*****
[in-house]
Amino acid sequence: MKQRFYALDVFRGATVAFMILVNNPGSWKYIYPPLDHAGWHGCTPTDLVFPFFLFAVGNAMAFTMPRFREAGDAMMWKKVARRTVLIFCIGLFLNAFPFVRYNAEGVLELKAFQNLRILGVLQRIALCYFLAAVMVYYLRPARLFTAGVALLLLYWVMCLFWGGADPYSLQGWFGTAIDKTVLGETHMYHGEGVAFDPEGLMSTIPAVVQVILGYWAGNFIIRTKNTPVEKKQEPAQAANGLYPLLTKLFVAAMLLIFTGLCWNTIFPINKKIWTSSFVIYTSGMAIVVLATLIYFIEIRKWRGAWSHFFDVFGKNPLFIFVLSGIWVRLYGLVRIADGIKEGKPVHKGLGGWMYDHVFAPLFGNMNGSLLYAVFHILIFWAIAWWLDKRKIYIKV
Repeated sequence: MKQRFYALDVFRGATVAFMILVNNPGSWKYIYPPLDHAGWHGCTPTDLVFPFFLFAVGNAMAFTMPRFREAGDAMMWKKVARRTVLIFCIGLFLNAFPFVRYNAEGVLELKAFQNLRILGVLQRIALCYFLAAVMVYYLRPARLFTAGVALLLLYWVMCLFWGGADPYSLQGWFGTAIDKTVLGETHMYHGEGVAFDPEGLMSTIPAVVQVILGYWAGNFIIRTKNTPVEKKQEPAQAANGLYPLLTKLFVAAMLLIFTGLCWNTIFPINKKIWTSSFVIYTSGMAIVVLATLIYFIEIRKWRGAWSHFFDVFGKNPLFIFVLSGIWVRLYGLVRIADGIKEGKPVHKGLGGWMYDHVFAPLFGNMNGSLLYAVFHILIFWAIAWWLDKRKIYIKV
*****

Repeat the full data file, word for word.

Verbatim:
[in-house]
Amino acid sequence: MKQRFYALDVFRGATVAFMILVNNPGSWKYIYPPLDHAGWHGCTPTDLVFPFFLFAVGNAMAFTMPRFREAGDAMMWKKVARRTVLIFCIGLFLNAFPFVRYNAEGVLELKAFQNLRILGVLQRIALCYFLAAVMVYYLRPARLFTAGVALLLLYWVMCLFWGGADPYSLQGWFGTAIDKTVLGETHMYHGEGVAFDPEGLMSTIPAVVQVILGYWAGNFIIRTKNTPVEKKQEPAQAANGLYPLLTKLFVAAMLLIFTGLCWNTIFPINKKIWTSSFVIYTSGMAIVVLATLIYFIEIRKWRGAWSHFFDVFGKNPLFIFVLSGIWVRLYGLVRIADGIKEGKPVHKGLGGWMYDHVFAPLFGNMNGSLLYAVFHILIFWAIAWWLDKRKIYIKV
Repeated sequence: MKQRFYALDVFRGATVAFMILVNNPGSWKYIYPPLDHAGWHGCTPTDLVFPFFLFAVGNAMAFTMPRFREAGDAMMWKKVARRTVLIFCIGLFLNAFPFVRYNAEGVLELKAFQNLRILGVLQRIALCYFLAAVMVYYLRPARLFTAGVALLLLYWVMCLFWGGADPYSLQGWFGTAIDKTVLGETHMYHGEGVAFDPEGLMSTIPAVVQVILGYWAGNFIIRTKNTPVEKKQEPAQAANGLYPLLTKLFVAAMLLIFTGLCWNTIFPINKKIWTSSFVIYTSGMAIVVLATLIYFIEIRKWRGAWSHFFDVFGKNPLFIFVLSGIWVRLYGLVRIADGIKEGKPVHKGLGGWMYDHVFAPLFGNMNGSLLYAVFHILIFWAIAWWLDKRKIYIKV